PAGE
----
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Author Topic: Rail Joiners  (Read 3697 times)

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Offline rg1

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Rail Joiners
« on: December 31, 2011, 05:39:52 PM »
This may sound like a stupid question but do I need specific type/size fishplates for Peco code 55 track or will normal ones (SL-310) do?

Thanks
Rob
The pen is mightier than the sword (and easier to write with!)

Offline Donkey

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Re: Rail Joiners
« Reply #1 on: December 31, 2011, 07:06:56 PM »
Hi Rob, normal Peco  :NGAUGE: fishplates are correct for code 55. Feel free to ask any questions on here as the members are a great bunch and very helpful.  ;D

 :NGaugersRule:

Donkey

Offline rg1

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Re: Rail Joiners
« Reply #2 on: December 31, 2011, 07:17:19 PM »
Thought as much but better to be safe than sorry.

Thanks & A happy New Year to you :beers:
The pen is mightier than the sword (and easier to write with!)

Offline poliss

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Re: Rail Joiners
« Reply #3 on: December 31, 2011, 07:25:30 PM »
Yep, it says on the packet, suitable for both code 80 and 55.
Useless for Atlas code 55 though.

Offline rg1

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Re: Rail Joiners
« Reply #4 on: December 31, 2011, 07:49:52 PM »
Yep, it says on the packet, suitable for both code 80 and 55.
Useless for Atlas code 55 though.

I ordered 30yds of 55 flexi which arrived today so just wanted to make sure about the fishplates before ordering any.
The pen is mightier than the sword (and easier to write with!)

Offline Donkey

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Re: Rail Joiners
« Reply #5 on: December 31, 2011, 07:58:46 PM »
Happy New Year to you too  :beers:. Sounds like you are going to have a busy one with all of that track lol. :)

Offline Kudi

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Re: Rail Joiners
« Reply #6 on: July 20, 2012, 10:44:54 AM »
I have just started using Peco code 55, and I was surprised to see that the Peco joiners (both plastic and metal) appear to be easier to slide onto code 55 than onto code 80. Anybody else notice this?
BR 1950s freelance

Offline edwin_m

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Re: Rail Joiners
« Reply #7 on: July 20, 2012, 11:41:03 AM »
I've not noticed much difference, but possibly something to do with the rail needing filing underneath and above its foot before attaching the joiner, to remove any "burr" from left over when it was cut.  I have found this even on pre-cut rails from Peco (points and end of flexitrack lengths) and depending on how you do it, it is probably worse for stuff you cut yourself. 

Offline Kudi

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Re: Rail Joiners
« Reply #8 on: July 20, 2012, 11:50:57 AM »
Edwin:

There is a fine groove between the "real" bottom of the rail and the "visible" bottom. I have found - particularly with code 55 turnouts - that there is often excess plastic in that groove, which prevents you from sliding the joiners into the correct position. The tip of a modeler's knife is usually pointy enough to pick out the plastic residue and fold it back to the nearest sleeper, where you can cut it off.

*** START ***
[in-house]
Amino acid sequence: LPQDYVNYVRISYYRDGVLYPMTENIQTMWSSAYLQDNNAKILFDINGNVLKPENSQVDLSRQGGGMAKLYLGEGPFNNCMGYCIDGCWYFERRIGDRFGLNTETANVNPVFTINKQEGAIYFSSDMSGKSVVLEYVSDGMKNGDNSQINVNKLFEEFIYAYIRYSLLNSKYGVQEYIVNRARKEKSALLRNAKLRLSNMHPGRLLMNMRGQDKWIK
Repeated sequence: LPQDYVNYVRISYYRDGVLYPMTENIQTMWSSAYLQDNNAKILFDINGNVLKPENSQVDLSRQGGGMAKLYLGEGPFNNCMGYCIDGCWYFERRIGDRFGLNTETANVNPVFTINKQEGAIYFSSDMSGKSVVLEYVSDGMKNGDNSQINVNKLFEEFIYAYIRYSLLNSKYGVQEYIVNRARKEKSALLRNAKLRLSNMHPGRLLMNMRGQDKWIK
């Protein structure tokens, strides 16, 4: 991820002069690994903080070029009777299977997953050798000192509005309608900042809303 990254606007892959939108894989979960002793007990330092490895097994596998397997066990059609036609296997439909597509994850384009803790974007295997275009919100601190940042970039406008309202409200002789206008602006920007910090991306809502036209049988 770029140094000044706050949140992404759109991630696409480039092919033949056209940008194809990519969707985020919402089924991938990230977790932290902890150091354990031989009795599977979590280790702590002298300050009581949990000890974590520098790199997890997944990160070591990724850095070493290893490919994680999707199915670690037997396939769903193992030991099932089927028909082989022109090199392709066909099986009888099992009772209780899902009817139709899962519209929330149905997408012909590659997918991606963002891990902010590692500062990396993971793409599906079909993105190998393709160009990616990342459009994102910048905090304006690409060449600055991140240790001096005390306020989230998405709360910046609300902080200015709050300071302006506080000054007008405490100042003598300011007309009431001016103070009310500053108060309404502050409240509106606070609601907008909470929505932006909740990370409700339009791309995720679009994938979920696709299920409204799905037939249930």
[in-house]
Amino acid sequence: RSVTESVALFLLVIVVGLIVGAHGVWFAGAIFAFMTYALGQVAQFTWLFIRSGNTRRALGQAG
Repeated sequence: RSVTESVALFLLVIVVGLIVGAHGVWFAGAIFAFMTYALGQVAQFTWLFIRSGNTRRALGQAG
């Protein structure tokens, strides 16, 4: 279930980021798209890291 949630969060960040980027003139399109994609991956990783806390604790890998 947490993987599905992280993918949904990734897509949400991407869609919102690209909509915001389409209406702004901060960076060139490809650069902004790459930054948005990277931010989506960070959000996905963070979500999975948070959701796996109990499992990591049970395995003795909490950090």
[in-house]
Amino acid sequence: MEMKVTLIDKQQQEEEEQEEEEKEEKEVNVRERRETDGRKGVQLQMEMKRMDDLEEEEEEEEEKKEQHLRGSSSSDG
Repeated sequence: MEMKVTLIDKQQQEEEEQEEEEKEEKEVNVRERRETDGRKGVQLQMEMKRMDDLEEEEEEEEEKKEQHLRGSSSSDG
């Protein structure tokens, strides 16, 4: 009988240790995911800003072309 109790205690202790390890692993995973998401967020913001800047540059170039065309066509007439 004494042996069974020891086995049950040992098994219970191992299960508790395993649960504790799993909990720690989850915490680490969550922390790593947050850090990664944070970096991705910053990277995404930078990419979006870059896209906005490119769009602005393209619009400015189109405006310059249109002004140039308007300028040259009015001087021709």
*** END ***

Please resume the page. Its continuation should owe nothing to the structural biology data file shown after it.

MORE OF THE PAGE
BR 1950s freelance

Offline AndyGif

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Re: Rail Joiners
« Reply #9 on: July 20, 2012, 11:51:03 AM »
Now comes the thorny issue of do you solder the joints as well?

Some would advocate yes if your happy with the track as layed, as they are  just a push fit they might not maintain good contacted over time.

Personally, I only solder the ones where i put the feed wires on.
if i suspect a loose one i might just give it a gently squeeze on to the rail with either tips of my xuron track cutter or small pair of side cutters. but thats just me.....


Offline Kudi

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Re: Rail Joiners
« Reply #10 on: July 20, 2012, 12:01:44 PM »
Good one, Andy!

I always solder joints between flex track and turnouts/crossing, but not between two turnouts or crossings. However, I feed power to every turnout/crossing separately.
BR 1950s freelance

Offline edwin_m

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Re: Rail Joiners
« Reply #11 on: July 20, 2012, 12:27:23 PM »
I solder each rail to a brass screw at the end of each baseboard, but other joints are unsoldered and at least one per board has a bit of slack to allow for expansion of the rails (which someone suggested is actually the board changing size, but it comes to the same thing!).  In hidden areas I remove the last few sleepers at each join and here I solder the joiner to one rail only, so it can't work itself along the rail.  However I also solder a separate dropper wire to each separate rail so the joiners aren't needed to conduct power. 

Offline edwin_m

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Re: Rail Joiners
« Reply #12 on: July 20, 2012, 12:29:15 PM »
There is a fine groove between the "real" bottom of the rail and the "visible" bottom. I have found - particularly with code 55 turnouts - that there is often excess plastic in that groove, which prevents you from sliding the joiners into the correct position. The tip of a modeler's knife is usually pointy enough to pick out the plastic residue and fold it back to the nearest sleeper, where you can cut it off.

I haven't looked at it closely enough to see whether it is metal or plastic but this is one of the areas I give a touch with the file to help the joiners go on smoothly. 

 

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